Another reason Wisconsin schools are a bit skeptical of Race to the Top funding, they are very, very proud of the schools here. They think they are very good.

Posted by: georgia198305 | February 22, 2011 10:45 AM | Report abuse

Not that anyone cares, but above I stated that Walker is a Tea Partier. That may not be accurate, perhaps he is just a huge favorite of the Tea Party. Also, the American Heritage Foundation and Americans for Prosperity have been very strong at getting out their messages in the media here in Wisconsin.

The ones you see in the protests are parents, office workers, firefighters, families, teachers. Very few supporters of Scott Walker have appeared, only a few the day they were bussed in on Americans for Prosperity busses. I think Americans for Prosperity is a group funded by wealthy people. They want to save on taxes.

Here in Wisconsin many feel that this attack on working families and the middle class is big government at its worst.

Posted by: georgia198305 | February 22, 2011 10:56 AM | Report abuse

This is a good argument for why unions are a disservice to the education profession, and cause the mistrust and lack of respect the general public has for teachers unions: http://educationvoodoo.wordpress.com/2011/02/22/are-jcps-and-jefferson-county-teachers-association-passively-supporting-institutionalized-racism-with-their-teacher-transfer-policies-you-decide/

Posted by: kytaxpayer | February 22, 2011 10:59 AM | Report abuse

Teachers' hefty salaries are driving up taxes, and they only work 9 or10 months a year! It's time we put things in perspective and pay them for what they do - babysit! We can get that for less than minimum wage.

That's right. Let's give them $3.00 an hour and only the hours they worked; not any of that silly planning time, or any time they spend before or after school. That would be $19.50 a day (7:45 to 3:00 PM with 45 min. off for lunch and plan-- that equals 6 1/2 hours).

Each parent should pay $19.50 a day for these teachers to baby-sit their children. Now how many students do they teach in a day...maybe 30? So that's $19.50 x 30 = $585.00 a day.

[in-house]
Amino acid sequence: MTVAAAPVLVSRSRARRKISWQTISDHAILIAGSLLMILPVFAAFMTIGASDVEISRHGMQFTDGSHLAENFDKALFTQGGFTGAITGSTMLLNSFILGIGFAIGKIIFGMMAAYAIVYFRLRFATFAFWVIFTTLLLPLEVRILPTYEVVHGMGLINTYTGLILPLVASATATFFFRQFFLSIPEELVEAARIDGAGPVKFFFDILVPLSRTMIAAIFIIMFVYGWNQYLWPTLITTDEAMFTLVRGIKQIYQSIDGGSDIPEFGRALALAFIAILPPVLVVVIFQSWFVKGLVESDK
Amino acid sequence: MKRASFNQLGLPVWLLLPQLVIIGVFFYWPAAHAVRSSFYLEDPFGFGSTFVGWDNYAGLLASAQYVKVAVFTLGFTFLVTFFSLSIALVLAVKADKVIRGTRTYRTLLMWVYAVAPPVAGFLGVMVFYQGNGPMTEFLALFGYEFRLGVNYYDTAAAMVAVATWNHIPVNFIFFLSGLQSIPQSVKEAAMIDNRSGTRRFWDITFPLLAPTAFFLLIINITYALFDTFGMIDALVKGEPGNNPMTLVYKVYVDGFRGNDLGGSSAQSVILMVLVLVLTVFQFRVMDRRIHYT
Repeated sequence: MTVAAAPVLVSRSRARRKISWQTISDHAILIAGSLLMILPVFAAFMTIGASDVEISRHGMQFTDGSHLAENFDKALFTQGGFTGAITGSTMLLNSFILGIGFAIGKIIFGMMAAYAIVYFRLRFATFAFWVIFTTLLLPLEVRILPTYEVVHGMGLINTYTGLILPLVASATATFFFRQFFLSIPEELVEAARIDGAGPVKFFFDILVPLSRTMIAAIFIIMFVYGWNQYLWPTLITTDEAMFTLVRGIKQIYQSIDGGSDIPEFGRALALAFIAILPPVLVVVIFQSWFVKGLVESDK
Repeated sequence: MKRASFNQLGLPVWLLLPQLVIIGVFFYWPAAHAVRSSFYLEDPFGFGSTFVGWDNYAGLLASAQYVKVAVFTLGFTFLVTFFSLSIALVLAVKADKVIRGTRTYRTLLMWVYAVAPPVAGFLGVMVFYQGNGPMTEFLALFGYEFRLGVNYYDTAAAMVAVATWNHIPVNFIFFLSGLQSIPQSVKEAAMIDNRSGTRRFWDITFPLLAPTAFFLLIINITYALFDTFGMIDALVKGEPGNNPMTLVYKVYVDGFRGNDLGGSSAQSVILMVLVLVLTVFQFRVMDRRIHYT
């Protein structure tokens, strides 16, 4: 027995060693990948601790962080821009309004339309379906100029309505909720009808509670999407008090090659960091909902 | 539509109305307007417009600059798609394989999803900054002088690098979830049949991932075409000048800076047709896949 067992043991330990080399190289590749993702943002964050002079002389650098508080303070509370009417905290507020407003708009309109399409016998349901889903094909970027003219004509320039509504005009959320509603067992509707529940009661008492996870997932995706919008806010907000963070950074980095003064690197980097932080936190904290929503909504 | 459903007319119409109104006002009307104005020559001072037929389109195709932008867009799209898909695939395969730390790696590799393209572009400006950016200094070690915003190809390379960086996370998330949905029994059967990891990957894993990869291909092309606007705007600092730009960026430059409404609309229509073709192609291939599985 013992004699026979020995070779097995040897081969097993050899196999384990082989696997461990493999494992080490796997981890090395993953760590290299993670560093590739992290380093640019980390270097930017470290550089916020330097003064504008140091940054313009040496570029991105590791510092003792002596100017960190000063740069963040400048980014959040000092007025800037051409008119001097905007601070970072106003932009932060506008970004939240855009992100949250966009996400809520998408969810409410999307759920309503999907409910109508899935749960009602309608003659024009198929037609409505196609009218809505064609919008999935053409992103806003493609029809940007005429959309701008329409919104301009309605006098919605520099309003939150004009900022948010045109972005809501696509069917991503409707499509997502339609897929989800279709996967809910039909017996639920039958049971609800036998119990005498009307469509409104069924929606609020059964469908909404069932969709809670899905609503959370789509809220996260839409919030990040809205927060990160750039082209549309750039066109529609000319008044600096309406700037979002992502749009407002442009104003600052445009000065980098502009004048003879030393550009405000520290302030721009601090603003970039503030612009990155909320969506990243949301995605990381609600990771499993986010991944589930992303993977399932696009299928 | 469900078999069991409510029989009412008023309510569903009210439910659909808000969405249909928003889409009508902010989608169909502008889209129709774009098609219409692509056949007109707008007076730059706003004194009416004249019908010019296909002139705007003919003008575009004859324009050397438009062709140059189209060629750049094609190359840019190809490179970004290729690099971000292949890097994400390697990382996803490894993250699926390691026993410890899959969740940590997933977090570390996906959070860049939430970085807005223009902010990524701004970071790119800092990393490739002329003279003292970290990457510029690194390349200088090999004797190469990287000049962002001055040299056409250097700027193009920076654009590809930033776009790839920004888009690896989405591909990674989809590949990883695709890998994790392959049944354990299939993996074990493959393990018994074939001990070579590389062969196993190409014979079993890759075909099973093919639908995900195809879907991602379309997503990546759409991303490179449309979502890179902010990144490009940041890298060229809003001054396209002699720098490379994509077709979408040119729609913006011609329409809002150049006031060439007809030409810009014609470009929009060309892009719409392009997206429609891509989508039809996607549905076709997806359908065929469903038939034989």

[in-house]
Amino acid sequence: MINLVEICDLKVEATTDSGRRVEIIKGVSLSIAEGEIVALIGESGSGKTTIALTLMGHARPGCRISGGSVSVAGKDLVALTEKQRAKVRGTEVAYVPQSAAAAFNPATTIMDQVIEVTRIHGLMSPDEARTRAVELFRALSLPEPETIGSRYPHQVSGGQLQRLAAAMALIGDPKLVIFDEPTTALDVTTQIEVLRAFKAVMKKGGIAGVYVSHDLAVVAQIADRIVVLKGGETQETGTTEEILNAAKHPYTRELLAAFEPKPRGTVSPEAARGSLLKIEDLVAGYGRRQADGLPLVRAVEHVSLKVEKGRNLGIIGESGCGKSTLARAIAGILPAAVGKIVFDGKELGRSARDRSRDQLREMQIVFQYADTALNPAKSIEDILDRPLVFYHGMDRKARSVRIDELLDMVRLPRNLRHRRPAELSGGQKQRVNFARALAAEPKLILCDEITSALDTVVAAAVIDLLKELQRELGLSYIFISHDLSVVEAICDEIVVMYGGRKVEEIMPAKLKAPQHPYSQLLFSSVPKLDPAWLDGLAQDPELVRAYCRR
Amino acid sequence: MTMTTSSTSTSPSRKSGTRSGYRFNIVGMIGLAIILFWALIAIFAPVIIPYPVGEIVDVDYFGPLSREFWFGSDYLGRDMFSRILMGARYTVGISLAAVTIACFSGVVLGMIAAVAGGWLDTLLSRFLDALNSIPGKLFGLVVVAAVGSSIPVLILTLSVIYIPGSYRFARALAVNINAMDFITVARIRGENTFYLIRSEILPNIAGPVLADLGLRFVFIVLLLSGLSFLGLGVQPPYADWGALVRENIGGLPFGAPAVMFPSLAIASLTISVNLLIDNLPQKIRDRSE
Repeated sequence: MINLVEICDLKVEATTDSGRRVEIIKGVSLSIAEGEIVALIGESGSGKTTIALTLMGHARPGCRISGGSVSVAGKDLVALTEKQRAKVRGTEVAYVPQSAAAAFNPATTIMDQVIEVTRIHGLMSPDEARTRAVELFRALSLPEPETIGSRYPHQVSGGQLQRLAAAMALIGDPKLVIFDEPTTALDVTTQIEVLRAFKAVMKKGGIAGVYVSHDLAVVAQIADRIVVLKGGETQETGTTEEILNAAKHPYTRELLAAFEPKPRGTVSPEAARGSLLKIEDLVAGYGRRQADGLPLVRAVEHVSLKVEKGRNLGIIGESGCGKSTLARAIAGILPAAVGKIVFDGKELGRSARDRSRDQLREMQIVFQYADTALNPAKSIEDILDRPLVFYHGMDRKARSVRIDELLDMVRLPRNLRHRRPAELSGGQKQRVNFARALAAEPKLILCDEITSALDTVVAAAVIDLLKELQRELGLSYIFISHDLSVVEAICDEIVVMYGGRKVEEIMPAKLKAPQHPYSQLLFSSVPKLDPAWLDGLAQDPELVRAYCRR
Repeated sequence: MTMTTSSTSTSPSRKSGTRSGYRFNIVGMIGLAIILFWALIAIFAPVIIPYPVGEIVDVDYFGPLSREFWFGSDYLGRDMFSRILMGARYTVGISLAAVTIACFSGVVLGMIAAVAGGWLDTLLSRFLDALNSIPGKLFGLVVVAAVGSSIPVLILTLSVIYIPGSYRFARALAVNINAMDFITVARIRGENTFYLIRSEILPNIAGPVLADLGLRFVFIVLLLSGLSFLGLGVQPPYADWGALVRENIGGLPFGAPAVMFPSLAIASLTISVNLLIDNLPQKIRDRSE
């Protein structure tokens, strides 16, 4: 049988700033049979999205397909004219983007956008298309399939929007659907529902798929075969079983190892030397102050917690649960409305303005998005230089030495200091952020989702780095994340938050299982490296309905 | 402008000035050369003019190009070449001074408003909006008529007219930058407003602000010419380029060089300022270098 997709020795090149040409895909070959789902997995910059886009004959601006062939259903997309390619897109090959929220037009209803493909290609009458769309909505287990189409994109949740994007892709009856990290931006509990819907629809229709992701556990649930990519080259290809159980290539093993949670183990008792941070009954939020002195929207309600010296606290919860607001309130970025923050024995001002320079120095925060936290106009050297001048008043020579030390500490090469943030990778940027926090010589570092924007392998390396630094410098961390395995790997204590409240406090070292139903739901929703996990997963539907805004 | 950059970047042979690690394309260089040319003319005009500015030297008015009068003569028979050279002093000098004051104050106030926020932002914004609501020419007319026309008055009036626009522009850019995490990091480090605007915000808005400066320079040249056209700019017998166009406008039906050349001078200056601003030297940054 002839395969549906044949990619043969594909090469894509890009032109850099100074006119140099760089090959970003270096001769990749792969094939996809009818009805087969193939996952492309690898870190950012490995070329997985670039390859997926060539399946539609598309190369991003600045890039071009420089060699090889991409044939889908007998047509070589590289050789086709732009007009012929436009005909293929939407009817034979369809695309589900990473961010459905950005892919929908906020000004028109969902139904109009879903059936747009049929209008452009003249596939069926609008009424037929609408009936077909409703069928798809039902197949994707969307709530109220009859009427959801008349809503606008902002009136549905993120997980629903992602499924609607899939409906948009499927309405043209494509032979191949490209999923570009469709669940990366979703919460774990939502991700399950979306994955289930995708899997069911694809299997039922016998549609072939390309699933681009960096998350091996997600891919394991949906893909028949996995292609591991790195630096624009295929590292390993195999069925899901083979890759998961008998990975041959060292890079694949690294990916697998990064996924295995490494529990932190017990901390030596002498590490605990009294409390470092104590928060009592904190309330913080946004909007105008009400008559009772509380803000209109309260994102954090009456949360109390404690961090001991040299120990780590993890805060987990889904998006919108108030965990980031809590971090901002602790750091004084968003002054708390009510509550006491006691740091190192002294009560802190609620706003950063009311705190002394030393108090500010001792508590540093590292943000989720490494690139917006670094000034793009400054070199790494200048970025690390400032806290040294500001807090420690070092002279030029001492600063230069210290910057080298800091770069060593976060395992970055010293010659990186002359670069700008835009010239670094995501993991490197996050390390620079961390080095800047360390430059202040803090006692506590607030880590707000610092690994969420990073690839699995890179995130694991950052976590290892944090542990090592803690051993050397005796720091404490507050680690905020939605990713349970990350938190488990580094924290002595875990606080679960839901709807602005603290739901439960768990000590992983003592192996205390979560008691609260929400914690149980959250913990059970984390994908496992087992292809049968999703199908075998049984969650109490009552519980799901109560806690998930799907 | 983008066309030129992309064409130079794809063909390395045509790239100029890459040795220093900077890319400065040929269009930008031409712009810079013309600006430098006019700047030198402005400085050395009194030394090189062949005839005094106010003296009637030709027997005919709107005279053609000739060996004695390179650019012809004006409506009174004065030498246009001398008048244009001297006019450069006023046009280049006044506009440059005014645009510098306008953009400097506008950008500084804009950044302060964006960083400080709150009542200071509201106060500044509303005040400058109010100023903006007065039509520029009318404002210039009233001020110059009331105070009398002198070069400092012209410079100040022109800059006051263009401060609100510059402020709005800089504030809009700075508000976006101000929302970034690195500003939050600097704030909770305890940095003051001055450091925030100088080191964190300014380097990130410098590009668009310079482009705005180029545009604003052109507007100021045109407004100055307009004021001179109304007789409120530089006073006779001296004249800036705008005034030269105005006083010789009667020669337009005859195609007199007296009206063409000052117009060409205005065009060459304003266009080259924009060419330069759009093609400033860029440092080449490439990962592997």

However, remember they only work 180 days a year!!! I am not going to pay them for any vacations.


LET'S SEE....
That's $585 X 180= $105,300
per year. (Hold on! My calculator needs new batteries).

What about those special education teachers and the ones with Master's degrees? Well, we could pay them minimum wage ($7.75), and just to be fair, round it off to $8.00 an
hour. That would be $8 X 6 1/2 hours X 30 children X 180 days = $280,800 per year.
Wait a minute -- there's
something wrong here! There sure is!
The average teacher's salary
(nation wide) is $50,000. $50,000/180 days
= $277.77/per day/30
students=$9.25/6.5 hours = $1.42 per hour per student--a very inexpensive baby-sitter and they even EDUCATE your kids!) WHAT A DEAL!!!!

Posted by: kotchg2074 | February 22, 2011 11:18 AM | Report abuse

Having recently returned from Arizona, I would like to endorse Diane's comments about the difficulties teachers and parents have in that state: I spoke with a special education teacher who is only making $32,000-$34,000 (can't remember the exact amount) after 10 years of teaching experience plus her college education. There is talk of Arizona cutting teacher salaries even more; she and her husband already had to declare bankruptcy when he lost his job and they have a special needs child of their own. They are thinking of leaving the state; If they do, Arizona will lose one very fine teacher - as well as quite a few others (she was my grandson's resource teacher and helped both him and his mother negotiate very difficult circumstances).